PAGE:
"When you don't have the money, you can't have the pension plans continue to take so much out of the taxpayers' pocket," he told reporters, comparing the state's situation to pension trends in the private sector.
Corbett conceded that the state constitution may shield judges from any reduction in pension benefits and said any major reduction in public pension benefits passed by the Legislature would likely end up being decided in a lengthy court battle.
An administration report released Monday warned that the growing financial obligations of the state's two major public-sector pension funds threaten to drive taxes up, drain funding for other state programs and hurt business growth. The report ruled out higher taxes but said prospective cuts for current employees should be considered.
The State Employees' Retirement System and the Public School Employees' Retirement System already face an unfunded liability of $41 billion.
Last year, state government paid about $1.1 billion into the funds. The amount of taxpayer money going into the funds is expected to double to $2.2 billion in the year that starts July 1 and to exceed $5 billion by 2019.
Despite case law interpreting the state constitution that bars reductions in benefits for tens of thousands of current employees, Corbett said he believes it is legally possible to do just that by limiting the reduction to future benefits employees have yet to accrue.
For example, he said the "multiplier"—a percentage applied to an employee's years of service and final average salary to produce his or her retirement benefit—could be reset at a lower rate for the latter part of the employee's career.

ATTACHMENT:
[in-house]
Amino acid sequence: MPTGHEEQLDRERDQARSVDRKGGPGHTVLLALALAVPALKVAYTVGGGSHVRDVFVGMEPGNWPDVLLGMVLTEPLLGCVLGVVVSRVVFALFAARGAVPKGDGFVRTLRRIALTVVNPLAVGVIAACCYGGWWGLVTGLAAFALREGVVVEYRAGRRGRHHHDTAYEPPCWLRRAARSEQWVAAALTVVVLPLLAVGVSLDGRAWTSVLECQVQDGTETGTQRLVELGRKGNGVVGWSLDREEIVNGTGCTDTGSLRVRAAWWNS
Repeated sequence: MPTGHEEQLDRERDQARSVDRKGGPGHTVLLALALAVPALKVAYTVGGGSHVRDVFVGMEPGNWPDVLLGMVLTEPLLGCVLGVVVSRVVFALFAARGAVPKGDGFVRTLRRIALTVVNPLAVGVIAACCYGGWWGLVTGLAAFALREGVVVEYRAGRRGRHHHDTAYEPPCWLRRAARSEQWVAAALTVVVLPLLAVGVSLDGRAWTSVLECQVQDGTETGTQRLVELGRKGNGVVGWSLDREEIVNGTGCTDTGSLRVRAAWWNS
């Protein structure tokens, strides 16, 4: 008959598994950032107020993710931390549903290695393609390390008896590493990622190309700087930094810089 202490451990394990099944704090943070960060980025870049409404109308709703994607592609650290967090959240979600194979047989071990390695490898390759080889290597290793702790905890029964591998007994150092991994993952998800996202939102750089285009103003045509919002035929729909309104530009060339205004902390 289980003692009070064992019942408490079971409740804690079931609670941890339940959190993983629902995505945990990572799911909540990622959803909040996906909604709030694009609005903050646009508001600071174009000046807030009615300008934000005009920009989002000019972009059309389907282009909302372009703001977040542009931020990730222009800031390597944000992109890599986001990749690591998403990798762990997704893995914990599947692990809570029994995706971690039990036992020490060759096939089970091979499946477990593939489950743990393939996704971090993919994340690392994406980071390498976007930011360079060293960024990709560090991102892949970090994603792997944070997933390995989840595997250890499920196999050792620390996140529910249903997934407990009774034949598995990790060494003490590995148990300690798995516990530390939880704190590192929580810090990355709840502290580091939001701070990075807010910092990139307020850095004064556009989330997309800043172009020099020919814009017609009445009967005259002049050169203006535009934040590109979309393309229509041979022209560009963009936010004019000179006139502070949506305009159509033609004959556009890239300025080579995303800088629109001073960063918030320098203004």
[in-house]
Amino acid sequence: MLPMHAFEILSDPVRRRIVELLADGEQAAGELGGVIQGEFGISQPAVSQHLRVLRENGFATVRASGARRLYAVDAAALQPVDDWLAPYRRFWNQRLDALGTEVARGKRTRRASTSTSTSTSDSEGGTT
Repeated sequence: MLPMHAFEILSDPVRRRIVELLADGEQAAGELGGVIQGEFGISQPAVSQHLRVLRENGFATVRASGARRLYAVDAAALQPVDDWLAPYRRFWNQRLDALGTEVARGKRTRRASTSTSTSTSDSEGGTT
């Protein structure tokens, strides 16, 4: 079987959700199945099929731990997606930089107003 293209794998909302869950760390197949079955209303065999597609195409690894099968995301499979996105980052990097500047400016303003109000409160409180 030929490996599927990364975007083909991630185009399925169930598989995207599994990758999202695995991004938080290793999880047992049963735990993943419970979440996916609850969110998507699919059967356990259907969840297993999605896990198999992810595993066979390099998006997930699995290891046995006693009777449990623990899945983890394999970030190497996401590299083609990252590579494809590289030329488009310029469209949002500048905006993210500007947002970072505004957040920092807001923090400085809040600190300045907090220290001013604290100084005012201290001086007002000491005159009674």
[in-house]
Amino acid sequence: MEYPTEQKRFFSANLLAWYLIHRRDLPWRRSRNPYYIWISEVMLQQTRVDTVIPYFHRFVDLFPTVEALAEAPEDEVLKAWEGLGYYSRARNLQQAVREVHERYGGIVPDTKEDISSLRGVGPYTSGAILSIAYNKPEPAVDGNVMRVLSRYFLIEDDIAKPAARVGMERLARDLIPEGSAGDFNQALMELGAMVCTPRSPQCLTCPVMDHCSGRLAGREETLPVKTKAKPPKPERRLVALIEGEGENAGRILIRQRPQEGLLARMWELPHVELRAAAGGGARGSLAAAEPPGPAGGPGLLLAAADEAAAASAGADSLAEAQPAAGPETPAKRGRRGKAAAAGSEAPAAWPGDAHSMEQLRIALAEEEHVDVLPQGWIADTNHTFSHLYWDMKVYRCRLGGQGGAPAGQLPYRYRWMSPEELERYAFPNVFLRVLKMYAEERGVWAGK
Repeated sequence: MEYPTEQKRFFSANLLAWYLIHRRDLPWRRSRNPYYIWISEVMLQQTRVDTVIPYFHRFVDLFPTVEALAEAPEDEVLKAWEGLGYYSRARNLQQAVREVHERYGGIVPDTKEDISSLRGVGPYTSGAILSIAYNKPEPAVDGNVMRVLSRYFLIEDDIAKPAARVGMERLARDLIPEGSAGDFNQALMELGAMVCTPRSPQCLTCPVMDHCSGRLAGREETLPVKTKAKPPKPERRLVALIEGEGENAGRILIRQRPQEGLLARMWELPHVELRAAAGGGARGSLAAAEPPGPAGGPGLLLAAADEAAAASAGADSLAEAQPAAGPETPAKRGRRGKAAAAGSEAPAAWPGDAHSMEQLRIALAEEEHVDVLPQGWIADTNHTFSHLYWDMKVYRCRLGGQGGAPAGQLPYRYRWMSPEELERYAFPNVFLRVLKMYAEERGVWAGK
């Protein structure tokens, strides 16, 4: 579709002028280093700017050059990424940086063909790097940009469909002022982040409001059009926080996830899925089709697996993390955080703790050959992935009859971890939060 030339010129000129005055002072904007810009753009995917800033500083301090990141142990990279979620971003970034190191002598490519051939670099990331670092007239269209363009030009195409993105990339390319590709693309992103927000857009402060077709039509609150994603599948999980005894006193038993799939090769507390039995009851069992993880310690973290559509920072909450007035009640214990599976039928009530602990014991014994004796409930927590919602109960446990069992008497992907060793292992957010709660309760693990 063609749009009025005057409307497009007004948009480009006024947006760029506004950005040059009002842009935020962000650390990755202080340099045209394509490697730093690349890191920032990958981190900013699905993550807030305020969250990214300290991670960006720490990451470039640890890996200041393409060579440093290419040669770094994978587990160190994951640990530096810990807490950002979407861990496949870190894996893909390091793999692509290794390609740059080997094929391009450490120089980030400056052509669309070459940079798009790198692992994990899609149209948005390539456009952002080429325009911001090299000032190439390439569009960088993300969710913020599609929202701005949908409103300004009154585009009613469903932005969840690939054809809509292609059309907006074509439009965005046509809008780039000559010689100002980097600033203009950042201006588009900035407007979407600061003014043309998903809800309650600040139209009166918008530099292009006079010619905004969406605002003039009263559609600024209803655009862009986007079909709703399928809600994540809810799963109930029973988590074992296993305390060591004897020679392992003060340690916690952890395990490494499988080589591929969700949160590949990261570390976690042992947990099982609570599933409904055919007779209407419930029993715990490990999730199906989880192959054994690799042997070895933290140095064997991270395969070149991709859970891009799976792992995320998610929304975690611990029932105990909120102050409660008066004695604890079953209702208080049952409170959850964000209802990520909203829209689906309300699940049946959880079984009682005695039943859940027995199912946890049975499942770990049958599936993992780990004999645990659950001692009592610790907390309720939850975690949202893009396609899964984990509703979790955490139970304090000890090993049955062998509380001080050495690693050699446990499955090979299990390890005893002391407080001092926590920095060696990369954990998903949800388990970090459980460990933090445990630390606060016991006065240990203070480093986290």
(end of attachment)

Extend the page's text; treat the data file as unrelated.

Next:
"You can cut the multiplier for folks going forward even if they (are) vested ... because they still have the benefit of that period that they had the multiplier," Corbett said. "Legally, can you do that? I believe you can."
David Fillman, head of Council 13 of the American Federation of State, County and Municipal Employees, which represents 45,000 state employees, said any attempt to reduce employees' right to earn future pension credit would violate the constitution.
"No one has called to say, 'what do you think of this?' ... We haven't had a meeting of the minds," he said.
Corbett said it will be up to officials who oversee Pennsylvania's 3,200 local government pension plans—including police officers, firefighters and non-uniformed employees—to decide whether or not to follow the state's lead on pension changes.
"I think they're going to have to look at what we do and, if they like what we do, follow it," he said.